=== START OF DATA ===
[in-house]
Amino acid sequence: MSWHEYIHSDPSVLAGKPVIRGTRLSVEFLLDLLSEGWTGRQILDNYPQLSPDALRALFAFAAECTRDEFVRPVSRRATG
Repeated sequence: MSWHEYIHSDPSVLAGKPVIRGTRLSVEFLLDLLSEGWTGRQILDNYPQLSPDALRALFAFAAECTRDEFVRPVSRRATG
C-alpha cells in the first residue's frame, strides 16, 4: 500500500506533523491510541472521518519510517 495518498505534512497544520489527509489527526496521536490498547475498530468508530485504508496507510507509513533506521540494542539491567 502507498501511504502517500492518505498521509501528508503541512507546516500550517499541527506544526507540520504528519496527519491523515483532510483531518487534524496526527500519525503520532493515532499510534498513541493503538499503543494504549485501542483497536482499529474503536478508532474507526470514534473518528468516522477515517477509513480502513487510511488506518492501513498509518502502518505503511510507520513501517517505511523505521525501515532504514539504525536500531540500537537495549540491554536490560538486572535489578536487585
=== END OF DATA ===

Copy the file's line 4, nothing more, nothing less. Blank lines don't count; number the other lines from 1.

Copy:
C-alpha cells in the first residue's frame, strides 16, 4: 500500500506533523491510541472521518519510517 495518498505534512497544520489527509489527526496521536490498547475498530468508530485504508496507510507509513533506521540494542539491567 502507498501511504502517500492518505498521509501528508503541512507546516500550517499541527506544526507540520504528519496527519491523515483532510483531518487534524496526527500519525503520532493515532499510534498513541493503538499503543494504549485501542483497536482499529474503536478508532474507526470514534473518528468516522477515517477509513480502513487510511488506518492501513498509518502502518505503511510507520513501517517505511523505521525501515532504514539504525536500531540500537537495549540491554536490560538486572535489578536487585